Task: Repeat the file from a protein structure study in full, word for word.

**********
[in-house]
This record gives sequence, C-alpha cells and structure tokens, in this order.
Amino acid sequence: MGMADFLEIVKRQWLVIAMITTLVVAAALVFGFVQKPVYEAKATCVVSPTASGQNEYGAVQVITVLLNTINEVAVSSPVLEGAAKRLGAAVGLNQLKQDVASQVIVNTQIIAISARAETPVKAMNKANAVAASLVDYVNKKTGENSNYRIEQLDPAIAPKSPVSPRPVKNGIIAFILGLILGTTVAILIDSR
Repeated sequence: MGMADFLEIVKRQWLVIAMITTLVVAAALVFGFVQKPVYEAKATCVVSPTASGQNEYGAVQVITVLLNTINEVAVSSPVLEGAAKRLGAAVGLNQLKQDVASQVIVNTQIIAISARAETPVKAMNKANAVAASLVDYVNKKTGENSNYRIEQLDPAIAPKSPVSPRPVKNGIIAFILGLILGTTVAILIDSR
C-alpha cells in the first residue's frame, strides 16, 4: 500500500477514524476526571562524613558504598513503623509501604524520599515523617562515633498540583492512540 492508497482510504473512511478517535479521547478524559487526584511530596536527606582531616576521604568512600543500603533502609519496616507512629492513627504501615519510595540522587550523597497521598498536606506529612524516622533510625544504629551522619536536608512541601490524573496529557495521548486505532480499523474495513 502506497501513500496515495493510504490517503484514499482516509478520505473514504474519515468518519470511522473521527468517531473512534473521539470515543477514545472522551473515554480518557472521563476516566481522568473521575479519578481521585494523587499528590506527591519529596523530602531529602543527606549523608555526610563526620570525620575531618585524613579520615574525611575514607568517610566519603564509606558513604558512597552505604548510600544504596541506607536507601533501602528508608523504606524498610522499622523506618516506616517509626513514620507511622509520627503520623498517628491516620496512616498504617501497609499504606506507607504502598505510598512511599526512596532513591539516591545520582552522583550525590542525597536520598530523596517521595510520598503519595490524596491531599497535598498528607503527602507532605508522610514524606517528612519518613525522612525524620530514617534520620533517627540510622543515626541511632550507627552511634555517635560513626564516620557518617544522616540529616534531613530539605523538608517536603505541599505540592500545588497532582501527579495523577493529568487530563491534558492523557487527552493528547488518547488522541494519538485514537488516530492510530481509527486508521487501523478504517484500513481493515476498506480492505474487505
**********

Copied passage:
[in-house]
This record gives sequence, C-alpha cells and structure tokens, in this order.
Amino acid sequence: MGMADFLEIVKRQWLVIAMITTLVVAAALVFGFVQKPVYEAKATCVVSPTASGQNEYGAVQVITVLLNTINEVAVSSPVLEGAAKRLGAAVGLNQLKQDVASQVIVNTQIIAISARAETPVKAMNKANAVAASLVDYVNKKTGENSNYRIEQLDPAIAPKSPVSPRPVKNGIIAFILGLILGTTVAILIDSR
Repeated sequence: MGMADFLEIVKRQWLVIAMITTLVVAAALVFGFVQKPVYEAKATCVVSPTASGQNEYGAVQVITVLLNTINEVAVSSPVLEGAAKRLGAAVGLNQLKQDVASQVIVNTQIIAISARAETPVKAMNKANAVAASLVDYVNKKTGENSNYRIEQLDPAIAPKSPVSPRPVKNGIIAFILGLILGTTVAILIDSR
C-alpha cells in the first residue's frame, strides 16, 4: 500500500477514524476526571562524613558504598513503623509501604524520599515523617562515633498540583492512540 492508497482510504473512511478517535479521547478524559487526584511530596536527606582531616576521604568512600543500603533502609519496616507512629492513627504501615519510595540522587550523597497521598498536606506529612524516622533510625544504629551522619536536608512541601490524573496529557495521548486505532480499523474495513 502506497501513500496515495493510504490517503484514499482516509478520505473514504474519515468518519470511522473521527468517531473512534473521539470515543477514545472522551473515554480518557472521563476516566481522568473521575479519578481521585494523587499528590506527591519529596523530602531529602543527606549523608555526610563526620570525620575531618585524613579520615574525611575514607568517610566519603564509606558513604558512597552505604548510600544504596541506607536507601533501602528508608523504606524498610522499622523506618516506616517509626513514620507511622509520627503520623498517628491516620496512616498504617501497609499504606506507607504502598505510598512511599526512596532513591539516591545520582552522583550525590542525597536520598530523596517521595510520598503519595490524596491531599497535598498528607503527602507532605508522610514524606517528612519518613525522612525524620530514617534520620533517627540510622543515626541511632550507627552511634555517635560513626564516620557518617544522616540529616534531613530539605523538608517536603505541599505540592500545588497532582501527579495523577493529568487530563491534558492523557487527552493528547488518547488522541494519538485514537488516530492510530481509527486508521487501523478504517484500513481493515476498506480492505474487505